Starting this page was quite a bit of trouble, because several profile photos wouldn’t do, as they tended to chop off the lower half of my head (I had to do some creative cropping).  I also had to make sure my cover photo wouldn’t be partially obscured by my profile pic.  Eventually, it all came together, using my limited online photoshopping skills and neat penmanship (may cursive never die!).

When I hit my blogging stride (posting thrice weekly on a regular basis, as regular, scheduled posting is indicative of a serious writer), committed to writing an original article for LinkedIn once a month (as I am just not as passionate about business/technical writing), and gained a few literary wins under my hat (among other endeavors), I felt I was ready to commit to yet another revolving project.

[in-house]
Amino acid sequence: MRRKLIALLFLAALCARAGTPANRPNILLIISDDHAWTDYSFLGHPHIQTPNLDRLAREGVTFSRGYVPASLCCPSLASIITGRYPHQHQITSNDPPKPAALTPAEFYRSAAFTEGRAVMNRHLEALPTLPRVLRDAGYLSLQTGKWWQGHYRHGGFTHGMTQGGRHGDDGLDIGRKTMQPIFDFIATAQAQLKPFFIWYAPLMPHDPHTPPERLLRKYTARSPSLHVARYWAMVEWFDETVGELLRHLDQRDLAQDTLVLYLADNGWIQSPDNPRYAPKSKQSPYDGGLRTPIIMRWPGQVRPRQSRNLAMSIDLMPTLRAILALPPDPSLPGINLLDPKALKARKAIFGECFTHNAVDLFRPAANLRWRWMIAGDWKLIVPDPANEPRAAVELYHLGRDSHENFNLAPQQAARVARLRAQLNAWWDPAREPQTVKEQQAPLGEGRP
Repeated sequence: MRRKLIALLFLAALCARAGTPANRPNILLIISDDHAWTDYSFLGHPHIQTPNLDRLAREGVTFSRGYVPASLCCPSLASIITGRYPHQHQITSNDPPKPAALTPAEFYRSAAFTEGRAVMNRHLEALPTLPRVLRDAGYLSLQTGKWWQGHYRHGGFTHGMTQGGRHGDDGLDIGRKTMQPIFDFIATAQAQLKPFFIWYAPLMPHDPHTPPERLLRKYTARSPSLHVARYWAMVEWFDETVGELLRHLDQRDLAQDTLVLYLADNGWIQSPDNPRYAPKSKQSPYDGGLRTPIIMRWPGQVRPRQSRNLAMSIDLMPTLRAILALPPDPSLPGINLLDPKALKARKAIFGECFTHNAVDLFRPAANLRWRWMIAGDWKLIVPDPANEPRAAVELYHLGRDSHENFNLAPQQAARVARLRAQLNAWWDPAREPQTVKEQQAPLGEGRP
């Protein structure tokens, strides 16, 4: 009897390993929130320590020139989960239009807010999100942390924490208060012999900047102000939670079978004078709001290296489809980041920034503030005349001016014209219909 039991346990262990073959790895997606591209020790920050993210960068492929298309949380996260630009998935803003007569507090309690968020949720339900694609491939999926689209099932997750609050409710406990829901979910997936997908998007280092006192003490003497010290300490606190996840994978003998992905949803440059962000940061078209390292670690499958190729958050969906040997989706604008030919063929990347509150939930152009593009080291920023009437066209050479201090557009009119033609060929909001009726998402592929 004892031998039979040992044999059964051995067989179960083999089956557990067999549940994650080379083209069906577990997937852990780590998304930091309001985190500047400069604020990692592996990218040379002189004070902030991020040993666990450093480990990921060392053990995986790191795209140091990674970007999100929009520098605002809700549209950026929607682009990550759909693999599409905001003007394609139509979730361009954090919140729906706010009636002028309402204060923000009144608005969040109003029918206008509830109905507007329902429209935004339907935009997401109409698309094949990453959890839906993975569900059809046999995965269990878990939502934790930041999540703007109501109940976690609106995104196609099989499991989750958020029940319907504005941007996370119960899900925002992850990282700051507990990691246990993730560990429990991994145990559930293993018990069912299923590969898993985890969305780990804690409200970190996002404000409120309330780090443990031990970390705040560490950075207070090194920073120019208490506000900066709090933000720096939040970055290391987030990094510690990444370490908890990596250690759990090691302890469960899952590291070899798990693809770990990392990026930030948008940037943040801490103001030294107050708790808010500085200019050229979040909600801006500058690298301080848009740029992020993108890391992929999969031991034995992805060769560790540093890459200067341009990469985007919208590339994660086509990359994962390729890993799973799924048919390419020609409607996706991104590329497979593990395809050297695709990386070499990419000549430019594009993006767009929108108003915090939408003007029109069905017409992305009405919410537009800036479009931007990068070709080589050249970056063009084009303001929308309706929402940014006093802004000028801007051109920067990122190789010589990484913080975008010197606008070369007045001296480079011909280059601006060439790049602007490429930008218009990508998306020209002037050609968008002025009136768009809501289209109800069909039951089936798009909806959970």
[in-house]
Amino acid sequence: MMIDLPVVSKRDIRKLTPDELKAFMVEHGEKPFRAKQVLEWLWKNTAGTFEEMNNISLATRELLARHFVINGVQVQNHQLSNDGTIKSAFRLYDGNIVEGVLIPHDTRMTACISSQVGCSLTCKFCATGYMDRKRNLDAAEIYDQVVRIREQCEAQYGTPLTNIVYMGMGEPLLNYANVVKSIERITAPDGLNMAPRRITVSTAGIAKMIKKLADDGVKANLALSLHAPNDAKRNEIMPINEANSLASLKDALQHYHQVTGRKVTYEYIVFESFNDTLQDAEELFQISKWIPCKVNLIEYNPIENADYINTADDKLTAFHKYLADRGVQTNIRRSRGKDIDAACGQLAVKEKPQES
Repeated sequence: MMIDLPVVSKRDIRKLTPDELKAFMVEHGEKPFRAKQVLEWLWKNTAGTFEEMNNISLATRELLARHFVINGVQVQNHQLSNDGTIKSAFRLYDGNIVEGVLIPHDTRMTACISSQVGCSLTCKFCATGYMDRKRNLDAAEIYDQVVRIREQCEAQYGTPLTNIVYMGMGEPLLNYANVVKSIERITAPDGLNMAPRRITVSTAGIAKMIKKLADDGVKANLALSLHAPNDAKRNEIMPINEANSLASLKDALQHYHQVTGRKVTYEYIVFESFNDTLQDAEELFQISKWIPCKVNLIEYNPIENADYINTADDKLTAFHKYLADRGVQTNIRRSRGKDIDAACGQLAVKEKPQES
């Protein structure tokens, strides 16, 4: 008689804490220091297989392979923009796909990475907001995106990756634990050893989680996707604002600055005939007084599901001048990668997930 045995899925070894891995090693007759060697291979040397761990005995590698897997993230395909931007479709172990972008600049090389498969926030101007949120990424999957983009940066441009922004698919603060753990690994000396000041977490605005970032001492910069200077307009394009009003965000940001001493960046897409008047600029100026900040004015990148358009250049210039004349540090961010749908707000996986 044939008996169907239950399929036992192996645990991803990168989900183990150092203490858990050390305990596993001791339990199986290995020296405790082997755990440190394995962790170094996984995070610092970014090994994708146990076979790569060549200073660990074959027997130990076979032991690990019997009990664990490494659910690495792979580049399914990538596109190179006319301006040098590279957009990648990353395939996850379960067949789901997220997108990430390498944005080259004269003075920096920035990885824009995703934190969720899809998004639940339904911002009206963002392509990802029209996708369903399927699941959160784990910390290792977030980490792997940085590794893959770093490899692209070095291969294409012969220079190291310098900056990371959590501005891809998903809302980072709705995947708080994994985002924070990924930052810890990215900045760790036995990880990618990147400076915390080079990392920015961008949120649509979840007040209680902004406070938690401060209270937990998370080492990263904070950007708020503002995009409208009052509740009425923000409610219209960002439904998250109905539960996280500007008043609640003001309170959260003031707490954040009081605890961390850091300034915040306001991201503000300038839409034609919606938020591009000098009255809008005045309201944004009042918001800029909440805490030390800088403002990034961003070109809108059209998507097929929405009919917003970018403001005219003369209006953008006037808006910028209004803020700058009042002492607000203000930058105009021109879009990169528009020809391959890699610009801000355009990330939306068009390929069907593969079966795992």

Please like my page (and engage).  Post your Facebook page URL in the comments section below, and I will return the favor.



#Micropoetry Monday: Love, Simply


He loved her for who she was,
not for who she could give him.
He chose the woman, not the womb.

She’d always thought the married
lost their autonomy until she met Her Intended—
who supported her strengths
& strengthened her weaknesses.

She forgot dates,
but not memories;
she forgot times,
but not moments.

He couldn’t give her the world,
but he could share the world that was his—
the children that would be hers.

She built a little bitty house,
but a great big life.
She met an average man,
& became his wife.

She sacrificed her children yet-to-be
for the sake of the child she held
in the cradle nest of her arms.

The love of my life was the love of someone else’s life.
When she passed away,
I became his.

#Fiction Friday: #Micropoetry Based on the Book


By nature, I was as Mother;
by nurture, I was as David.
It was the water that became thick with blood.

A shiney diney,
nestled in a twiggy wood—
like a silver bird egg,
awaiting a confused golden goose.

Over pie & coffee